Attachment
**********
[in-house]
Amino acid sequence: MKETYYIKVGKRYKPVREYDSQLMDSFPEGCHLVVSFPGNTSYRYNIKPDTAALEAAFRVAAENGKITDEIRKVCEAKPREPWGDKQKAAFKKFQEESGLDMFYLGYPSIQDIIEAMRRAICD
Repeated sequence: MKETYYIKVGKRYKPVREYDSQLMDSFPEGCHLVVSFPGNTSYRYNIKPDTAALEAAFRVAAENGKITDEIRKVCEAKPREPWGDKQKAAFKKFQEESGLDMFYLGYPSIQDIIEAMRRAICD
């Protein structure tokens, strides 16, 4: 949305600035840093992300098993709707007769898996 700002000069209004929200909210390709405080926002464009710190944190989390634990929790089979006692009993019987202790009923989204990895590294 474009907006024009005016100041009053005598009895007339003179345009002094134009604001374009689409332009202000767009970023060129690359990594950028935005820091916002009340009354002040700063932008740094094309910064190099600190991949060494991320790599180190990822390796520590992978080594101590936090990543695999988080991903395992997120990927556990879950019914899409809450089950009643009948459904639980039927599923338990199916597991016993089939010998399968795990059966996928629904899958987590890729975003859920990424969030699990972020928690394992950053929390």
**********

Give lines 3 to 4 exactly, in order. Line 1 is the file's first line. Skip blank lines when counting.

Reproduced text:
Repeated sequence: MKETYYIKVGKRYKPVREYDSQLMDSFPEGCHLVVSFPGNTSYRYNIKPDTAALEAAFRVAAENGKITDEIRKVCEAKPREPWGDKQKAAFKKFQEESGLDMFYLGYPSIQDIIEAMRRAICD
């Protein structure tokens, strides 16, 4: 949305600035840093992300098993709707007769898996 700002000069209004929200909210390709405080926002464009710190944190989390634990929790089979006692009993019987202790009923989204990895590294 474009907006024009005016100041009053005598009895007339003179345009002094134009604001374009689409332009202000767009970023060129690359990594950028935005820091916002009340009354002040700063932008740094094309910064190099600190991949060494991320790599180190990822390796520590992978080594101590936090990543695999988080991903395992997120990927556990879950019914899409809450089950009643009948459904639980039927599923338990199916597991016993089939010998399968795990059966996928629904899958987590890729975003859920990424969030699990972020928690394992950053929390």